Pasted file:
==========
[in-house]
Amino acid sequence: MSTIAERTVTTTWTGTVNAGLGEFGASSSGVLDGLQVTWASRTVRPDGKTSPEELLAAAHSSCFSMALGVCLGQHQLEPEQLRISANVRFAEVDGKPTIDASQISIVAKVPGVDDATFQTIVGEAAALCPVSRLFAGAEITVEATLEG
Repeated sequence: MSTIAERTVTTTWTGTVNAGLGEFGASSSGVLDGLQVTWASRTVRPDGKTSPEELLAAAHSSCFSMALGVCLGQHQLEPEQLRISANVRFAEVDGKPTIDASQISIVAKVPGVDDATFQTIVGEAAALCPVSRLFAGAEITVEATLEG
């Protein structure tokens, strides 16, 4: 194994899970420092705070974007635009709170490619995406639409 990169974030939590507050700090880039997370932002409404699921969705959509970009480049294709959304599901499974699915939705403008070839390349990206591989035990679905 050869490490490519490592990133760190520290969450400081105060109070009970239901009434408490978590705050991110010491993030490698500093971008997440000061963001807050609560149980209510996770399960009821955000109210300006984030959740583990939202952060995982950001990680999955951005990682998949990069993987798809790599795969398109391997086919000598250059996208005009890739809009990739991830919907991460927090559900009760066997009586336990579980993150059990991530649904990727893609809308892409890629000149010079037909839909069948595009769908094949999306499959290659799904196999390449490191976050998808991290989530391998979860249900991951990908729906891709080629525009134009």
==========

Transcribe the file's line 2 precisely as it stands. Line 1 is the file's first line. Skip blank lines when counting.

Amino acid sequence: MSTIAERTVTTTWTGTVNAGLGEFGASSSGVLDGLQVTWASRTVRPDGKTSPEELLAAAHSSCFSMALGVCLGQHQLEPEQLRISANVRFAEVDGKPTIDASQISIVAKVPGVDDATFQTIVGEAAALCPVSRLFAGAEITVEATLEG